Scientists believe that enigmatic dark energy make up 68% of the universe. But according to a Hungarian-American team, it may not exist at all. The team publish their results in a paper in Monthly Notices of the Royal Astronomical Society. The researchers believe that standard models of the universe fail to take account of its changing structure, but that once this is done the need for dark energy disappears. Hubble's law states that on average, the speed with which a galaxy moves away from us is proportional to its distance.
This law is based on observations of hundreds of galaxies. Our universe was formed in the Big Bang, 13.8 billion years ago, and has been expanding ever since, and the Hubble law is the key evidence of this theory. The concept of expansion of universe came in 1920s, by mapping the velocities of galaxies and by observing the lines of the spectrum, astronomers measure this velocity of stagnation, which shift more towards red the faster the galaxy is moving away.
In the second half of the twentieth century, astronomers found evidence for unseen 'dark' matter. After this they understood that something extra was needed to explain the motion of stars within galaxies. Dark matter is now thought to make up 27% of the content of universe (in contrast 'ordinary' matter amounts to only 5%). After observing the explosions called as Ia supernovae, scientists concluded that dark energy, made up 68% of the cosmos, and is responsible for expansion of the universe.
In the new work, the researchers, led by PhD student Gábor Rácz of Eötvös Loránd University in Hungary, explained that models of cosmology rely on approximations that ignore its structure, and where matter is assumed to have a uniform density. They questioned the conventional concept of existence of dark energy and suggest an alternative explanation.
Dr László Dobos, co-author of the paper, at Eötvös Loránd University, explains: "Einstein's equations of general relativity that describe the expansion of the universe are so complex mathematically that for a hundred years no solutions accounting for the effect of cosmic structures have been found. We know from very precise supernova observations that the universe is accelerating, but at the same time we rely on coarse approximations to Einstein's equations which may introduce serious side-effects, such as the need for dark energy, in the models designed to fit the observational data."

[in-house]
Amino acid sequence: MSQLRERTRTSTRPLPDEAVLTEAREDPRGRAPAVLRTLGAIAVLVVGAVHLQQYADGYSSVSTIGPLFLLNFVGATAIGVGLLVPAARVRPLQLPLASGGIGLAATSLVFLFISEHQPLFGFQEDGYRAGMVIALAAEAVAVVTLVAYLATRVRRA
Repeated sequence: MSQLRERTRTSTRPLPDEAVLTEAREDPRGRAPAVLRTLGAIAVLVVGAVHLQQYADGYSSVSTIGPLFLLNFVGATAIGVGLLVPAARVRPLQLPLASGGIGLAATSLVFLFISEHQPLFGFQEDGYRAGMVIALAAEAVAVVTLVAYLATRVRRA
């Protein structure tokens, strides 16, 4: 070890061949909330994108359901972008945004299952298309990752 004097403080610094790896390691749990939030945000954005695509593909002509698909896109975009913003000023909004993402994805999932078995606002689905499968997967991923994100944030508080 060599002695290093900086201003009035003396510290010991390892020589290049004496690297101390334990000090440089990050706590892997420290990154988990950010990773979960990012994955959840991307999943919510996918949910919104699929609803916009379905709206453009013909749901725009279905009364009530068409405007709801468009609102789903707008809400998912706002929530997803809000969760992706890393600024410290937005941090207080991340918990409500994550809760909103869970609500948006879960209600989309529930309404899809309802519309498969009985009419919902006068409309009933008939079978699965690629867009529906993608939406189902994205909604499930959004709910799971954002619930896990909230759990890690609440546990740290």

Usually it is believed that dark matter appear to fill the universe, where galaxies are located on the thin walls between bubbles. Using a computer simulation scientists reconstructed the evolution of the universe, by modeling the effect of gravity on the distribution of millions of particles of dark matter.
Dr Dobos said: "The theory of general relativity is fundamental in understanding the way the universe evolves. We do not question its validity; we question the validity of the approximate solutions. Our findings rely on a mathematical conjecture which permits the differential expansion of space, consistent with general relativity, and they show how the formation of complex structures of matter affects the expansion. These issues were previously swept under the rug but taking them into account can explain the acceleration without the need for dark energy."
Unlike conventional simulations with a smoothly expanding universe, taking the structure into account led to a model where different regions of the cosmos expand at different rate.
This finding could have significant impact on models of the universe and the direction of research in physics.
The mystery of Dark Energy is unsolved for astronomers and theoretical physicist for the past 20 years. This new model may start a lively debate, now.